The aerospace industry is currently investigating the effect of installing mixer/ejector nozzles on the core flow exhaust of high-bypass-ratio turbofan engines. This effort includes both full-scale engine tests at sea level conditions and subscale tests in static test facilities. Subscale model tests are to be conducted prior to full-scale testing. With this approach, model results can be analyzed and compared with analytical predications. Problem areas can then be identified and design changes made and verified in subscale prior to committing to any final design configurations for engine ground tests.
One of the subscale model test programs for the integrated mixer/ejector development was a joint test conducted by the NASA Lewis Research Center and Pratt & Whitney Aircraft. This test was conducted to study various mixer/ejector nozzle configurations installed on the core flow exhaust of advanced, high-bypass-ratio turbofan engines for subsonic, commercial applications. The mixer/ejector concept involves the introduction of large-scale, low-loss, streamwise vortices that entrain large amounts of secondary air and rapidly mix it with the primary stream. This results in increased ejector pumping relative to conventional ejectors and in more complete mixing within the ejector shroud. The latter improves thrust performance through the efficient energy exchange between the primary and secondary streams.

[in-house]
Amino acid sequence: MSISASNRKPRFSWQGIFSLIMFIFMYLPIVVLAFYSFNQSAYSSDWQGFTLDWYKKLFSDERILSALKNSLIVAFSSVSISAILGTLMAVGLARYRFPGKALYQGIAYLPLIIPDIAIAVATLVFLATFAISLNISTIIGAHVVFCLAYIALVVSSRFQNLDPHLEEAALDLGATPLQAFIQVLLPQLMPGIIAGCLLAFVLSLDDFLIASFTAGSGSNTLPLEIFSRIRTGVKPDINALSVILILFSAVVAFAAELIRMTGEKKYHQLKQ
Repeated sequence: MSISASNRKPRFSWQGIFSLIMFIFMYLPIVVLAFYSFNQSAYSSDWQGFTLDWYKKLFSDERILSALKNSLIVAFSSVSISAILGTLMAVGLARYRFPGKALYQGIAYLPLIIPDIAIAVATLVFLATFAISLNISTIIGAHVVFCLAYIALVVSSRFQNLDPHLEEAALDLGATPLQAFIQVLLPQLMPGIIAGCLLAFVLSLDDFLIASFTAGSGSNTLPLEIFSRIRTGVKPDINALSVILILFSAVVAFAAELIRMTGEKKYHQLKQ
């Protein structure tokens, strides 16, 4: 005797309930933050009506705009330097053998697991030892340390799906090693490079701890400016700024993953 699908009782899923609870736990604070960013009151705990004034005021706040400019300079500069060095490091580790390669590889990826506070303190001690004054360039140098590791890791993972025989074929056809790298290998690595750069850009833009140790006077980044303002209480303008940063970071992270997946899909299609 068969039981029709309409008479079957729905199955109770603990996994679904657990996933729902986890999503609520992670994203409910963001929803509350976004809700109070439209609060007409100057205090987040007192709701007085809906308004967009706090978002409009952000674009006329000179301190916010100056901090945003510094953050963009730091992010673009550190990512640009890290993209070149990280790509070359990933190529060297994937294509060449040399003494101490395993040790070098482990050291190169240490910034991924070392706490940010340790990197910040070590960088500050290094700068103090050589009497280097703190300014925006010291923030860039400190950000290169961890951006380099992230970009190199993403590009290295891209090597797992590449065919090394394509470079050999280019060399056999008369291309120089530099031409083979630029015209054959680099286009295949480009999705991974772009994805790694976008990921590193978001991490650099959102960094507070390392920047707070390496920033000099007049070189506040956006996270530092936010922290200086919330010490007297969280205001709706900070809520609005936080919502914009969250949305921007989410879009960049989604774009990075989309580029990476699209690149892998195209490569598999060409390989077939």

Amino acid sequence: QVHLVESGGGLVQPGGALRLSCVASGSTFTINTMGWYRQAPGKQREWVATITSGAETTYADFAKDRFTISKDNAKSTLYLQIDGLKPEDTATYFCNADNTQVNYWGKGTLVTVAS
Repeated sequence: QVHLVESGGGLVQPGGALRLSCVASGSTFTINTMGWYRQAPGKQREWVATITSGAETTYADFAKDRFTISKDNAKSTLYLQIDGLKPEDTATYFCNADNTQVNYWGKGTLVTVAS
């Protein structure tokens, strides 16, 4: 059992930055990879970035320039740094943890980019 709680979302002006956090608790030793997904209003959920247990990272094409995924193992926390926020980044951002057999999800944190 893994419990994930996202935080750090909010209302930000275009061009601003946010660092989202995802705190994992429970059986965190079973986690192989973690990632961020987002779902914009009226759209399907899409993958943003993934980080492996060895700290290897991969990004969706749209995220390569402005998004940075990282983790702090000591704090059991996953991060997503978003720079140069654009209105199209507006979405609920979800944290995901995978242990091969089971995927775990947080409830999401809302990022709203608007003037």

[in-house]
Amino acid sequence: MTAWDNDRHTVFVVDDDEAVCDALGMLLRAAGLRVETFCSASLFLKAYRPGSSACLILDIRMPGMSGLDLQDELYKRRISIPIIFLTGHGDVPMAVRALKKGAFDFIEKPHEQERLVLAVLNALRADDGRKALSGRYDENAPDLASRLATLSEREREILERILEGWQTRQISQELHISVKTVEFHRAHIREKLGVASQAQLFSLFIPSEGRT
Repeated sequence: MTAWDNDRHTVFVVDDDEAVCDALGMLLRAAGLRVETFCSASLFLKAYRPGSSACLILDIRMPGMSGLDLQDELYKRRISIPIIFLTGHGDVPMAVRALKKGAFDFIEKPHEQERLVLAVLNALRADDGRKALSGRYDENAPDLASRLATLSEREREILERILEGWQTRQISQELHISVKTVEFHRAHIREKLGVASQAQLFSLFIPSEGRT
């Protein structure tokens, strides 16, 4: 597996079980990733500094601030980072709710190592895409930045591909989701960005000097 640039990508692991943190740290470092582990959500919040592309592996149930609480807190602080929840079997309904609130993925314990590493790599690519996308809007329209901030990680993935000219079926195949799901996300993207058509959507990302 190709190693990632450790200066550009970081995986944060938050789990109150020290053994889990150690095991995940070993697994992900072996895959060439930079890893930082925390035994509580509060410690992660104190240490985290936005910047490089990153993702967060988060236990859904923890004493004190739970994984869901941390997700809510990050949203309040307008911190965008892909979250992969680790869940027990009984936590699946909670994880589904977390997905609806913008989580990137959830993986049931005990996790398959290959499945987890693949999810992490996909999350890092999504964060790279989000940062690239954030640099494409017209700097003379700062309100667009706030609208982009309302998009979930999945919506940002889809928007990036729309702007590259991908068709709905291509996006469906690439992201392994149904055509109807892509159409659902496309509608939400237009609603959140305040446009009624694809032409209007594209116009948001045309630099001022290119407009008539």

This experimental program was completed in April 1997 in Lewis' CE-22 static test facility. Variables tested included the nozzle area ratio ( A 9/ A 8), which ranged from 1.6 to 3.0. This ratio was varied by increasing or decreasing the nozzle throat area, A 8. Primary nozzles tested included both lobed mixers and conical primaries. These configurations were tested with and without an outer shroud, and the shroud position was varied by inserting spacers in it. In addition, data were acquired with and without secondary flow.
Lewis contact: Douglas E. Harrington, (216) 433-3591,
Author: Douglas E. Harrington
Headquarters program office: OASTT
Programs/Projects: HSCT, HSR
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Last updated April 15, 1998, by Nancy.L.Obryan@nasa.gov
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